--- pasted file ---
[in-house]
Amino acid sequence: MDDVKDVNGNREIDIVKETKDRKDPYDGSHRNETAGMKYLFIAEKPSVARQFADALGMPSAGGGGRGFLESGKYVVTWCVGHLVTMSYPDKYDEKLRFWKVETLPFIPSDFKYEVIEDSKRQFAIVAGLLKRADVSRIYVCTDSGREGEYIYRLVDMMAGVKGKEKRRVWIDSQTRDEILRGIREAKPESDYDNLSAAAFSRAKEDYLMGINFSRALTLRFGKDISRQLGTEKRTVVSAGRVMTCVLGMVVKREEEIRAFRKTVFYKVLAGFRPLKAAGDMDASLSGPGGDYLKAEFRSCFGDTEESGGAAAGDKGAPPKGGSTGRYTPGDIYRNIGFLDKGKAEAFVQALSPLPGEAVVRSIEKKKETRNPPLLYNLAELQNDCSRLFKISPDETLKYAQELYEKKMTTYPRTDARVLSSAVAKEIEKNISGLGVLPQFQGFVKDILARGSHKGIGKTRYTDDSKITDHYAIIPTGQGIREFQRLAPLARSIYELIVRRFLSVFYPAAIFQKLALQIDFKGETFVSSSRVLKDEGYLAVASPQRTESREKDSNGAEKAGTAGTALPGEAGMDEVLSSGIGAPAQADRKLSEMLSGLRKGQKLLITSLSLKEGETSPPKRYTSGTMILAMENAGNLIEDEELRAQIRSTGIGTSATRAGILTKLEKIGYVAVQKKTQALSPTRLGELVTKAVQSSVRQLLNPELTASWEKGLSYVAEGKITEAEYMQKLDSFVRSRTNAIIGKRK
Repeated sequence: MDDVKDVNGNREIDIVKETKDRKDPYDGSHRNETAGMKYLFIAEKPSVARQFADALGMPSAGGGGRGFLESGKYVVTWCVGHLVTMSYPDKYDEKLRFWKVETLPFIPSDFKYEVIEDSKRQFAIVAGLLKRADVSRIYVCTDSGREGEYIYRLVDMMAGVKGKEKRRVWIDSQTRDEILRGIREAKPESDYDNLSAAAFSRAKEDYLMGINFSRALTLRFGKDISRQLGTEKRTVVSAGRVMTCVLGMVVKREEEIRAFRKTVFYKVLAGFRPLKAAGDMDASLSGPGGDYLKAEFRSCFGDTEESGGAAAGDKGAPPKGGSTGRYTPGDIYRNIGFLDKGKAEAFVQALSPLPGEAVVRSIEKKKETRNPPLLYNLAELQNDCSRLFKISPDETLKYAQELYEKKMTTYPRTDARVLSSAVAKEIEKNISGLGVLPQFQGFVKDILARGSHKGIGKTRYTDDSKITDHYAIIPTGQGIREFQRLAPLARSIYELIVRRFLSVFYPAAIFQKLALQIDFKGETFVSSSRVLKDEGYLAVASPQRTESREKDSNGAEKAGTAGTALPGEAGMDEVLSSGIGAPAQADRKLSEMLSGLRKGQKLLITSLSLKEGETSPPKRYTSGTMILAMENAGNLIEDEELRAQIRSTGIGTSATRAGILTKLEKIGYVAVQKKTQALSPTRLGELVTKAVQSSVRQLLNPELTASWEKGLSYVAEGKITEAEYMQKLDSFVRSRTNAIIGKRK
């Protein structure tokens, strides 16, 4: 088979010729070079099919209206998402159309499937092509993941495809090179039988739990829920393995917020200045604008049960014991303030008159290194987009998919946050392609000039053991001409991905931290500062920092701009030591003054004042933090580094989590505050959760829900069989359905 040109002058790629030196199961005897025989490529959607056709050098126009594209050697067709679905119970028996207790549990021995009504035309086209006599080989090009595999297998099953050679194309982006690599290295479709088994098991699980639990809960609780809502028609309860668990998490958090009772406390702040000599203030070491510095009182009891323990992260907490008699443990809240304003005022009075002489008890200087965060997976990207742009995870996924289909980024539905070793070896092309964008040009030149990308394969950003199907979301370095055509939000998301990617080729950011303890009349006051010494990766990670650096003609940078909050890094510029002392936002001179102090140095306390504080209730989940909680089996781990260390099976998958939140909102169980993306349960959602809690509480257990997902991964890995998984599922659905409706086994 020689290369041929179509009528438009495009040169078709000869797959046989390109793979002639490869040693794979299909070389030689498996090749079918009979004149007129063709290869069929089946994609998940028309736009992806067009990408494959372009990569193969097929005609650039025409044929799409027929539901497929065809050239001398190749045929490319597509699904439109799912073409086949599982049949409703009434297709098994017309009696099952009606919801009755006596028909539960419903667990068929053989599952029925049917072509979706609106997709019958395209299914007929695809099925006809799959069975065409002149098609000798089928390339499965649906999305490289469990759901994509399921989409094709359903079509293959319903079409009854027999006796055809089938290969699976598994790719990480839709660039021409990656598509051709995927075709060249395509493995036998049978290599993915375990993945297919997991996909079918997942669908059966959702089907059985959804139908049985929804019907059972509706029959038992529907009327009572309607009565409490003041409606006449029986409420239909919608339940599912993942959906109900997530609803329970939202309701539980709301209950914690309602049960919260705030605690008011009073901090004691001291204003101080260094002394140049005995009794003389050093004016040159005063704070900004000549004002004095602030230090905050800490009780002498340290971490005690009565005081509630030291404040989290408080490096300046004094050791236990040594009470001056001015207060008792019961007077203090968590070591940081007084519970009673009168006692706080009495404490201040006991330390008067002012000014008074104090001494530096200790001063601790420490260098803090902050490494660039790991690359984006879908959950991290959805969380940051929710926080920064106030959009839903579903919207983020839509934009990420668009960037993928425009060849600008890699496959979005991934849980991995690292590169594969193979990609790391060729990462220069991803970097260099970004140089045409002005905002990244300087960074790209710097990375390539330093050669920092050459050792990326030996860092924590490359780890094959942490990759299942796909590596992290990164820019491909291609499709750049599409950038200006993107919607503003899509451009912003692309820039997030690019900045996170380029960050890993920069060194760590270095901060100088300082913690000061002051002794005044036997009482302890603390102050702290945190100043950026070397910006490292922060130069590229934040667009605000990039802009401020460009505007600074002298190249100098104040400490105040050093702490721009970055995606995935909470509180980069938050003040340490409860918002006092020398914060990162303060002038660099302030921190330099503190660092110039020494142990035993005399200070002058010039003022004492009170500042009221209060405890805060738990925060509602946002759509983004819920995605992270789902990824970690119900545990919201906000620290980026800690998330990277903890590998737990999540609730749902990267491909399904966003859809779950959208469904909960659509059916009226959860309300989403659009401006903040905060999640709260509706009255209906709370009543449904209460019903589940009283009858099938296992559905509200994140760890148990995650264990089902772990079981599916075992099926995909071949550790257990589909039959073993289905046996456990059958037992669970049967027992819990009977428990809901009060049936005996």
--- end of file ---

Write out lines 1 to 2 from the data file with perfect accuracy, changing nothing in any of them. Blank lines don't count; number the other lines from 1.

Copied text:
[in-house]
Amino acid sequence: MDDVKDVNGNREIDIVKETKDRKDPYDGSHRNETAGMKYLFIAEKPSVARQFADALGMPSAGGGGRGFLESGKYVVTWCVGHLVTMSYPDKYDEKLRFWKVETLPFIPSDFKYEVIEDSKRQFAIVAGLLKRADVSRIYVCTDSGREGEYIYRLVDMMAGVKGKEKRRVWIDSQTRDEILRGIREAKPESDYDNLSAAAFSRAKEDYLMGINFSRALTLRFGKDISRQLGTEKRTVVSAGRVMTCVLGMVVKREEEIRAFRKTVFYKVLAGFRPLKAAGDMDASLSGPGGDYLKAEFRSCFGDTEESGGAAAGDKGAPPKGGSTGRYTPGDIYRNIGFLDKGKAEAFVQALSPLPGEAVVRSIEKKKETRNPPLLYNLAELQNDCSRLFKISPDETLKYAQELYEKKMTTYPRTDARVLSSAVAKEIEKNISGLGVLPQFQGFVKDILARGSHKGIGKTRYTDDSKITDHYAIIPTGQGIREFQRLAPLARSIYELIVRRFLSVFYPAAIFQKLALQIDFKGETFVSSSRVLKDEGYLAVASPQRTESREKDSNGAEKAGTAGTALPGEAGMDEVLSSGIGAPAQADRKLSEMLSGLRKGQKLLITSLSLKEGETSPPKRYTSGTMILAMENAGNLIEDEELRAQIRSTGIGTSATRAGILTKLEKIGYVAVQKKTQALSPTRLGELVTKAVQSSVRQLLNPELTASWEKGLSYVAEGKITEAEYMQKLDSFVRSRTNAIIGKRK